At his 50th Oberlin reunion, Robert Kuttner, editor of the American Prospect, reminisced about his own commencement ceremony at which Martin Luther King was the keynote speaker. Three months after the Selma march, King inspired Kuttner and his fellow graduates with a speech titled "Staying Awake Through a Revolution." Alluding to King's characteristic ability to call people to their higher selves, Kuttner rightfully bemoans the fact today that, "People who can address great public questions in convincingly moral terms, with an authentic prophetic voice, who can challenge people and nations to become their best selves, do not come around often enough." He convincingly notes the absence of "prophetic voices" in today's political climate, people on the order of King, Mandela, Ghandi and Havel.
Unfortunately, sometimes high-minded rhetoric is empty. Other times, it dissolves into the cynical compromises of realpolitik. In these cases, cynicism increases; performance trumps substance, and most of us become ever more skeptical about the possibility of real social change. Cynicism is but another way of being asleep. It is based on the fundamentally irrational but powerful belief that the way things are is the way they're supposed to be -- so why bother? Obama broke through this belief and woke many of us up in 2008 with his emphasis on redemption and hope, but sedation soon crept back in when he set about seeking compromises with bomb throwing right-wing ideologues in the Tea Party-run Republican political establishment. Disappointment and cynicism returned, some of which was later evidenced in the terrible Democratic losses incurred in the 2010 and 2014 general elections.
But where Kuttner is spot-on is in his emphasis on our unrequited longing for meaning and purpose, for a sense of connection to something bigger than our narrow selves, a longing that has always animated millions of people to get politically engaged in social change movements. He has put his finger on one of the most powerful motivations in the human psyche, but one that is tragically ignored today by a progressive movement that privileges economic needs above all else and that mistakenly proceeds as if calls for economic justice are enough to motivate people to vote and to otherwise oppose corporate power.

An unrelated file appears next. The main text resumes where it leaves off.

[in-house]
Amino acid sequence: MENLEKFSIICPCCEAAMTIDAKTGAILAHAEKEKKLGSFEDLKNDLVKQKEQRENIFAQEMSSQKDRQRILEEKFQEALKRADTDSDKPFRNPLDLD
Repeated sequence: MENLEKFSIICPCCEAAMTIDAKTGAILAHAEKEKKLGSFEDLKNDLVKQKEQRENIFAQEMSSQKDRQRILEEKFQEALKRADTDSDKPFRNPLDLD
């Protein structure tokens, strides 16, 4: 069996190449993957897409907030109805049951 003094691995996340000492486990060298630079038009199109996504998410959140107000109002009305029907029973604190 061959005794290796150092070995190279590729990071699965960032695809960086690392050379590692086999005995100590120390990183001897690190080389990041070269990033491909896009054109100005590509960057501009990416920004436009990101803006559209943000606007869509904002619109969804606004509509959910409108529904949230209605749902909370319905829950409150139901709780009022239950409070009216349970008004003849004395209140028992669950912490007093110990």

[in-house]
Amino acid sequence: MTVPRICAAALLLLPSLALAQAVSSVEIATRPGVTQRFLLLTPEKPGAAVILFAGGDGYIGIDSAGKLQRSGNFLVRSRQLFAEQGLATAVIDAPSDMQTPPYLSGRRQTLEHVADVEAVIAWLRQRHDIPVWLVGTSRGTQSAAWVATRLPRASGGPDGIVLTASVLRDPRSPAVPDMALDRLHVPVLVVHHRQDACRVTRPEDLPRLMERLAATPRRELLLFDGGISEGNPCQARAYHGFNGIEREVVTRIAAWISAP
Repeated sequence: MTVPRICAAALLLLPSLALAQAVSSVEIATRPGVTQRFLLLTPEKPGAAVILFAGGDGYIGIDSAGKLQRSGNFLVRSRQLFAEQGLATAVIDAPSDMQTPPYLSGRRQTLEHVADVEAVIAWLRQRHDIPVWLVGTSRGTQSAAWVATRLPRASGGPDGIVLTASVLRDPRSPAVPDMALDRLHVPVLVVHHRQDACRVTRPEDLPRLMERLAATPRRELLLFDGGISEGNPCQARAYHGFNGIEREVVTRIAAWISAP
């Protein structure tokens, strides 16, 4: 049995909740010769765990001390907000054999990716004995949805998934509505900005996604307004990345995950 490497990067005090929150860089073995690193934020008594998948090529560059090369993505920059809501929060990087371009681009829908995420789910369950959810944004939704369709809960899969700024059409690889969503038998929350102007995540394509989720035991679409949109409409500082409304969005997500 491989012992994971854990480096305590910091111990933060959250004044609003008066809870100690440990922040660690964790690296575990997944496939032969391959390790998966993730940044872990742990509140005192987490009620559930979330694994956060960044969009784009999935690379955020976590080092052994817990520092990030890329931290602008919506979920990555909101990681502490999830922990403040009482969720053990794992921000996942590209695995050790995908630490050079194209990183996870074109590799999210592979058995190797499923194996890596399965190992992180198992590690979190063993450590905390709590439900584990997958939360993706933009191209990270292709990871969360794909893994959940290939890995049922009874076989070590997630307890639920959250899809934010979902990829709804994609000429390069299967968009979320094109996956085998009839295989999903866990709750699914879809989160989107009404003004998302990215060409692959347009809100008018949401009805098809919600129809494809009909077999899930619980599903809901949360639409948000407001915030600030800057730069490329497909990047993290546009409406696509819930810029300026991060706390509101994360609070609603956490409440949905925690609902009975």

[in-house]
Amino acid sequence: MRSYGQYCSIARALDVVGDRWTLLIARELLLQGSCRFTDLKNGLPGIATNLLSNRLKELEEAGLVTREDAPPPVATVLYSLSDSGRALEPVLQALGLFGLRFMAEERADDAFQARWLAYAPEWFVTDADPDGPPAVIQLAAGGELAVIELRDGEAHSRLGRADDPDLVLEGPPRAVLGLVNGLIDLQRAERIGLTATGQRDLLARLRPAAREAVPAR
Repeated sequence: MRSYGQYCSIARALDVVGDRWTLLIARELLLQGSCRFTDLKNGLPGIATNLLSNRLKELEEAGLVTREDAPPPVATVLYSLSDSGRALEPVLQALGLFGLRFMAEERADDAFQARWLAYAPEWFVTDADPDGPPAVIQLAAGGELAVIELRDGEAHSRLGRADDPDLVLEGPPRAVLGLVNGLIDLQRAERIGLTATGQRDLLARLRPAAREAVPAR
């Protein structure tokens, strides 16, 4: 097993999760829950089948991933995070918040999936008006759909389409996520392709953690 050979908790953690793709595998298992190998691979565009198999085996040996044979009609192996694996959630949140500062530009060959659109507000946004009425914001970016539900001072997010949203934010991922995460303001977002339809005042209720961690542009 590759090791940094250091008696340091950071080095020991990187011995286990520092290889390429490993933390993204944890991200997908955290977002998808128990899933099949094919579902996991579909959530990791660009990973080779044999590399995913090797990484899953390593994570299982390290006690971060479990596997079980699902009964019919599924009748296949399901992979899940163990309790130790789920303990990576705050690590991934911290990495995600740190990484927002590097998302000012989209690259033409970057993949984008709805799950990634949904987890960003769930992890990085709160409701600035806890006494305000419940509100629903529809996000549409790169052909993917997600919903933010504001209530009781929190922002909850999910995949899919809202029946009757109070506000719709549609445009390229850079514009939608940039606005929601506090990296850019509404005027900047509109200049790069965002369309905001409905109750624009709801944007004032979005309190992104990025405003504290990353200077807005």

As I argue extensively in my book, More Than Bread and Butter, this misunderstanding of what makes people tick has hoisted our movement -- if you can even call it that -- on its own petard, locking us in to various iterations of the traditional liberal emphasis on redressing economic inequality and expanding the government-sponsored safety net. It is wrong because its understanding of what people really need is wrong. People need economic security, to be sure, and the current era of corporate greed is surely a ghoulish outrage, but the evidence is overwhelming that people also have equally powerful unmet needs for recognition, meaning, connection and agency (encompassing both creativity or learning and self-determination). When organizers tell me that "if we get enough people 'on the doors' and explain to people how the economic power structure is screwing them, they'll want to join our movement," they are deluding themselves. They are proceeding as if a lack of rationality or information is what plagues our organizing efforts and causes, for example, low voter turnout, rather than the fact that we're not connecting with what matters most to people beyond material security.
Consider health care reform. We have been fighting for universal health care coverage for decades. We care deeply, and infer that others do, too, about the fact that there have been tens of millions of people without any coverage at all, one illness away from homelessness and destitution. The Affordable Care Act will, along with Medicare, go down in history as a major accomplishment in our fight. But the fact is that most people do have health insurance; they do have primary care providers and specialists, but they are still often decidedly dissatisfied with their medical care. Why? Because it is alienated, impersonal, uncoordinated, and missing the central ingredient that a mountain of research has shown is the key to good health care outcomes -- namely, a trusting personal connection between patient and doctor. The jury is in when it comes to the importance of this connection and the harmful effects of its absence today within the byzantine economics and logistics that infect contemporary medical care.
Progressives might readily agree with these conclusions, but nowhere do we see a serious and sustained effort to make caring relationships a central demand in our campaigns for better health care. And yet, people need care and they need relationships every bit as much as penicillin or insulin. Too often, they are deprived of both. If progressives continue to speak to people as if they are only consumers and wage-earners and not animated by complicated emotional needs -- needs to which Kuttner's prophetic voices speak and address -- then our appeal will be forever weak and our programs uninspiring. In order to produce more prophetic voices, we need to believe that people are hungering to hear them.